"Portrait Of A Lady C.1735"Attributed to Henri Millot (c.1690-1756)
This exquisite work is an accomplished example of the type of portrait in vogue in the early 18th century. Much of the beauty of this painting resides in a daring exploitation of the resonant colors of the palette. The woman's pearlescent flesh tones and pink lips are set off by a dark background and the mastery of the color combination is sublime.
The sitter is Marie Anne Jacquette Pipillon de la Ferte (1714-1764). Marie Anne was the wife of Pierre Louis Baugier de Bignipont (1700-1781) and sister of Denis Pierre Papillon de la Ferte (born 1727) who was an official for Louis XV and Louis XVI. Denis died on the scaffold by guillotine in 1794. The portrait was painted at about the same time as her marriage in January 1735. The richness of the clothing and the whiteness of the skin are distinctive marks of the sitter’s social status. The rich fabrics and elaborate tailoring affords the portrait a theatricality that is a close reflection of an elegant and sophisticated society in which this wealthy woman belonged to.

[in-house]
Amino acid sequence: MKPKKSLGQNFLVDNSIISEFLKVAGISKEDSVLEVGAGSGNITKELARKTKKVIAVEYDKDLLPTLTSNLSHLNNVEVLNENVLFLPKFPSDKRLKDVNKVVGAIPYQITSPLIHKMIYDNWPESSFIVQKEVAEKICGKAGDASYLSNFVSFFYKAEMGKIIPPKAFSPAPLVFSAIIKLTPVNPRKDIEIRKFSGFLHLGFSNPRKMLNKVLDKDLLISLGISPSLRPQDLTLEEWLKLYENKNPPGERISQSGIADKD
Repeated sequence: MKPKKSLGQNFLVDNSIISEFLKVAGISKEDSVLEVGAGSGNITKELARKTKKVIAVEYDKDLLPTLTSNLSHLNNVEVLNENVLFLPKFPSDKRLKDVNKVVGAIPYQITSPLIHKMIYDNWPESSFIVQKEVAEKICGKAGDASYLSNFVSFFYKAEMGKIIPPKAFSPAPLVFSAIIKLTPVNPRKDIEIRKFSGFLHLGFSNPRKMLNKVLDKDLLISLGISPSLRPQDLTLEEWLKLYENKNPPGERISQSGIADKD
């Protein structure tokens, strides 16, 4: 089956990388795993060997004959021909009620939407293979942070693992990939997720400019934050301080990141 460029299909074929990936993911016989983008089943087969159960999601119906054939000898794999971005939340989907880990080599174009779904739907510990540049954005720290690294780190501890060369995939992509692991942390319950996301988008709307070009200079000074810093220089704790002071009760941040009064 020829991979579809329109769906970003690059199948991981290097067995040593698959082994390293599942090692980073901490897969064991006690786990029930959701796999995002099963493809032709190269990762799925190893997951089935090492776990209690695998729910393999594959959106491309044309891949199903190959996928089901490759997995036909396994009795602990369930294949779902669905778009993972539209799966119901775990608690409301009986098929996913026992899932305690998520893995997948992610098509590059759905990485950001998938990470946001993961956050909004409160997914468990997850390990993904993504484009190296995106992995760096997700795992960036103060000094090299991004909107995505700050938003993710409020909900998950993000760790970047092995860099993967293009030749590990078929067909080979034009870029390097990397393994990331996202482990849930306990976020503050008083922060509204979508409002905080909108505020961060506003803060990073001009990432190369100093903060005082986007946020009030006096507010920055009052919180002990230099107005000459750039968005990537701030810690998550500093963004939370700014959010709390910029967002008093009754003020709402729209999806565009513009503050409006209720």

Henri Millot was a French painter who studied under and worked with Nicholas de Largilliere (1656-1746). After a stay in Munich around 1721-1724, from where he executed the Portrait of Duke Gustav-Adolf von Zweibrücken (1722, Schloss Schleissheim), he moved to Strasbourg, and seems to have returned to Paris, where he exhibited two portraits in the Salon de l‘Académie de Saint-Luc in 1756. The influence of his master is immediately recognisable in the technique and the subtle surface textures of the clothes.
A portrait of a lady by the artist sold for $48,752 (Sotheby’s London sale 9th Dec 2010). Work by this artist rarely appears on the market for purchase.
Measurements: Height 106cm, Width 123cm framed (Height 41.5”, Width 46.5”)